One of the most fascinating pieces of social science analysis that I’ve read in recent years is Nicholas Christakis and James Fowler’s book, Connected: The Surprising Power of our Social Networks. No, it is not a book primarily about facebook, but about personal ties and connections and how they can have profound influences, even through indirect ties of “three degrees of separation.” It’s also a rare example of a fun read from social scientists.
Among their most interesting and well cited findings is that you can “catch” obesity by being in a network of more obese people and vice versa. The argument is plausible as norms of body image and acceptability and information travel between friends and friends of friends. I have no expertise in social network analysis, and as the findings from the book had largely appeared previously in top peer-reviewed journals, I took these to be incredibly powerful results.
Well, the NY Times today brings to light a series of harsh reviews of the work, which eviscerate the authors’ claims. It’s pretty depressing. Not because I have any particular attraction to the obesity is contagious theory, but because it brings to light just how difficult it is to establish scientific claims — and not just in social science, but in the bio-medical sciences as well.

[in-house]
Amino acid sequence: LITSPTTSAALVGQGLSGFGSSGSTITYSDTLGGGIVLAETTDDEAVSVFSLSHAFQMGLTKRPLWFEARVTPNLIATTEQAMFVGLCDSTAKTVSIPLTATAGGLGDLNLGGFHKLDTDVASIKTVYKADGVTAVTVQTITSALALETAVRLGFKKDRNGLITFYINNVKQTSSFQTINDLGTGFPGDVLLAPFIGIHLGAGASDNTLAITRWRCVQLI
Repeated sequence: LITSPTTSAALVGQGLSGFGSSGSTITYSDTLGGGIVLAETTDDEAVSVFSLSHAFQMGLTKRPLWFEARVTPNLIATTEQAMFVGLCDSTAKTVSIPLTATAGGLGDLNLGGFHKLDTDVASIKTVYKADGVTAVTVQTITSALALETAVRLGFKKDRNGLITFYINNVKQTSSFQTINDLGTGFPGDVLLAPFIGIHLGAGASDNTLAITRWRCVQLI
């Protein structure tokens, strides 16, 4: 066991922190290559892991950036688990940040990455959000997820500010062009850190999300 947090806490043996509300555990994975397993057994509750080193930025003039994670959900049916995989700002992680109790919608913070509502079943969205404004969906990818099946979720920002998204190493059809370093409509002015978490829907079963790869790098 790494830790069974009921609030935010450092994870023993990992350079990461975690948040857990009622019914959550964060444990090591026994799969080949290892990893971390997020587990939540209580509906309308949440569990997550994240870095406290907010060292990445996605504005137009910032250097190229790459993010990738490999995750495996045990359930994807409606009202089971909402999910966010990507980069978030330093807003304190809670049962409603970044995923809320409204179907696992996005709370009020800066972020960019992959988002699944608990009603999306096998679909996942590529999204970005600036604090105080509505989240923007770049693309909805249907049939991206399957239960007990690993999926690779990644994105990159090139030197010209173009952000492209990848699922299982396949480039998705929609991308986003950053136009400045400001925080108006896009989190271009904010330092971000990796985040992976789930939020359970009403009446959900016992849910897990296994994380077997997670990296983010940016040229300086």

In a response to the critiques, Fowler and Christakis say that they are aware of the limitations of their methods and this is how science proceeds, but that until there’s a better model and evidence, they are sticking to their guns. I suppose that is indeed all we can do. But it still leaves me a bit unsettled when I ask myself which social scientific claims do we really believe with a very high degree of certainty… and the answer is, I can’t think of any.